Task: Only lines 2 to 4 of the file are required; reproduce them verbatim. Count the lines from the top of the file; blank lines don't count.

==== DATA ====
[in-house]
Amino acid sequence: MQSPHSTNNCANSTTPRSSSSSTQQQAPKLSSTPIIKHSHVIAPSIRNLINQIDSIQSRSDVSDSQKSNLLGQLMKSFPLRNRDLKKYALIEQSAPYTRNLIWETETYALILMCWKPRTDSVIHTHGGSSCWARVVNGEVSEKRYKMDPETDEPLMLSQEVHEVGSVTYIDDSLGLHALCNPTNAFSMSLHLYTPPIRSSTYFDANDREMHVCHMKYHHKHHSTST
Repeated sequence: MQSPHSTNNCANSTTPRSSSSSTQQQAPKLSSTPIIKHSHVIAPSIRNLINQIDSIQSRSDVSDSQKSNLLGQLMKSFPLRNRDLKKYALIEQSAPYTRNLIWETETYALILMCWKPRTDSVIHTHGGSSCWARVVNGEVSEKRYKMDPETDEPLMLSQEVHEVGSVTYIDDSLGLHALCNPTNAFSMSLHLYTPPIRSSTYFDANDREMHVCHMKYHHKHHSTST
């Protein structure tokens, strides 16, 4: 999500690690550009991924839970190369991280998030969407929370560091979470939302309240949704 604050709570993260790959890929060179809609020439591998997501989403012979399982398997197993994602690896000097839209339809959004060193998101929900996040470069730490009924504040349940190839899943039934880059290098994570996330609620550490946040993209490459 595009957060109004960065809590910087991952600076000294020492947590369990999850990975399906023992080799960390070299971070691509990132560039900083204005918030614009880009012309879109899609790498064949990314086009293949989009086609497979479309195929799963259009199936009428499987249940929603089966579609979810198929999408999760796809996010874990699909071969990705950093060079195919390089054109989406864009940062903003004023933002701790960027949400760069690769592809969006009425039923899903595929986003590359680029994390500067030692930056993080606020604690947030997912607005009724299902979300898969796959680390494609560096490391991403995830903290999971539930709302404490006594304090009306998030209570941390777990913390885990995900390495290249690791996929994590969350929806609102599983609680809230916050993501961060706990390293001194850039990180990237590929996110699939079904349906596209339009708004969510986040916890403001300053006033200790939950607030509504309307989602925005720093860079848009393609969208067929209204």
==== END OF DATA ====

Amino acid sequence: MQSPHSTNNCANSTTPRSSSSSTQQQAPKLSSTPIIKHSHVIAPSIRNLINQIDSIQSRSDVSDSQKSNLLGQLMKSFPLRNRDLKKYALIEQSAPYTRNLIWETETYALILMCWKPRTDSVIHTHGGSSCWARVVNGEVSEKRYKMDPETDEPLMLSQEVHEVGSVTYIDDSLGLHALCNPTNAFSMSLHLYTPPIRSSTYFDANDREMHVCHMKYHHKHHSTST
Repeated sequence: MQSPHSTNNCANSTTPRSSSSSTQQQAPKLSSTPIIKHSHVIAPSIRNLINQIDSIQSRSDVSDSQKSNLLGQLMKSFPLRNRDLKKYALIEQSAPYTRNLIWETETYALILMCWKPRTDSVIHTHGGSSCWARVVNGEVSEKRYKMDPETDEPLMLSQEVHEVGSVTYIDDSLGLHALCNPTNAFSMSLHLYTPPIRSSTYFDANDREMHVCHMKYHHKHHSTST
């Protein structure tokens, strides 16, 4: 999500690690550009991924839970190369991280998030969407929370560091979470939302309240949704 604050709570993260790959890929060179809609020439591998997501989403012979399982398997197993994602690896000097839209339809959004060193998101929900996040470069730490009924504040349940190839899943039934880059290098994570996330609620550490946040993209490459 595009957060109004960065809590910087991952600076000294020492947590369990999850990975399906023992080799960390070299971070691509990132560039900083204005918030614009880009012309879109899609790498064949990314086009293949989009086609497979479309195929799963259009199936009428499987249940929603089966579609979810198929999408999760796809996010874990699909071969990705950093060079195919390089054109989406864009940062903003004023933002701790960027949400760069690769592809969006009425039923899903595929986003590359680029994390500067030692930056993080606020604690947030997912607005009724299902979300898969796959680390494609560096490391991403995830903290999971539930709302404490006594304090009306998030209570941390777990913390885990995900390495290249690791996929994590969350929806609102599983609680809230916050993501961060706990390293001194850039990180990237590929996110699939079904349906596209339009708004969510986040916890403001300053006033200790939950607030509504309307989602925005720093860079848009393609969208067929209204």